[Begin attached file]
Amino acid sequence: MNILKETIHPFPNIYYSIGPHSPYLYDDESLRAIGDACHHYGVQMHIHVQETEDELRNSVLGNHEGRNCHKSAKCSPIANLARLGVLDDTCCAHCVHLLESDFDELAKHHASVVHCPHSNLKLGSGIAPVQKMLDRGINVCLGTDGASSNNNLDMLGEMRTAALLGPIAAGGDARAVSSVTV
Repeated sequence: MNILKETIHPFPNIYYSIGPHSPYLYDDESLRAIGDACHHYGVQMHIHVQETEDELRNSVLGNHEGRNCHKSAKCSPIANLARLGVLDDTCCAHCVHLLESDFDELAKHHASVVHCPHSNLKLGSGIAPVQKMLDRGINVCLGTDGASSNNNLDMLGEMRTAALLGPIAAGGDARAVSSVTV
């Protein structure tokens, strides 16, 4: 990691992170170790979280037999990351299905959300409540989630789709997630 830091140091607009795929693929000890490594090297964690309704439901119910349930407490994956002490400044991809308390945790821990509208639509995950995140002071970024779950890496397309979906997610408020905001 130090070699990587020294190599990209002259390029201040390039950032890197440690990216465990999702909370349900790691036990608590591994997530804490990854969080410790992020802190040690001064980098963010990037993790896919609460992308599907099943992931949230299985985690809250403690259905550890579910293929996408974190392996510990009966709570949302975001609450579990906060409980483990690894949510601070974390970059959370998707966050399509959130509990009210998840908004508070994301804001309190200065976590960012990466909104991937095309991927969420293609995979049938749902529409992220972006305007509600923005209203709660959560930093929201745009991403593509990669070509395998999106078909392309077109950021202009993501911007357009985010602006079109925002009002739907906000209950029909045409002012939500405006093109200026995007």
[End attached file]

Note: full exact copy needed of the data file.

Amino acid sequence: MNILKETIHPFPNIYYSIGPHSPYLYDDESLRAIGDACHHYGVQMHIHVQETEDELRNSVLGNHEGRNCHKSAKCSPIANLARLGVLDDTCCAHCVHLLESDFDELAKHHASVVHCPHSNLKLGSGIAPVQKMLDRGINVCLGTDGASSNNNLDMLGEMRTAALLGPIAAGGDARAVSSVTV
Repeated sequence: MNILKETIHPFPNIYYSIGPHSPYLYDDESLRAIGDACHHYGVQMHIHVQETEDELRNSVLGNHEGRNCHKSAKCSPIANLARLGVLDDTCCAHCVHLLESDFDELAKHHASVVHCPHSNLKLGSGIAPVQKMLDRGINVCLGTDGASSNNNLDMLGEMRTAALLGPIAAGGDARAVSSVTV
């Protein structure tokens, strides 16, 4: 990691992170170790979280037999990351299905959300409540989630789709997630 830091140091607009795929693929000890490594090297964690309704439901119910349930407490994956002490400044991809308390945790821990509208639509995950995140002071970024779950890496397309979906997610408020905001 130090070699990587020294190599990209002259390029201040390039950032890197440690990216465990999702909370349900790691036990608590591994997530804490990854969080410790992020802190040690001064980098963010990037993790896919609460992308599907099943992931949230299985985690809250403690259905550890579910293929996408974190392996510990009966709570949302975001609450579990906060409980483990690894949510601070974390970059959370998707966050399509959130509990009210998840908004508070994301804001309190200065976590960012990466909104991937095309991927969420293609995979049938749902529409992220972006305007509600923005209203709660959560930093929201745009991403593509990669070509395998999106078909392309077109950021202009993501911007357009985010602006079109925002009002739907906000209950029909045409002012939500405006093109200026995007």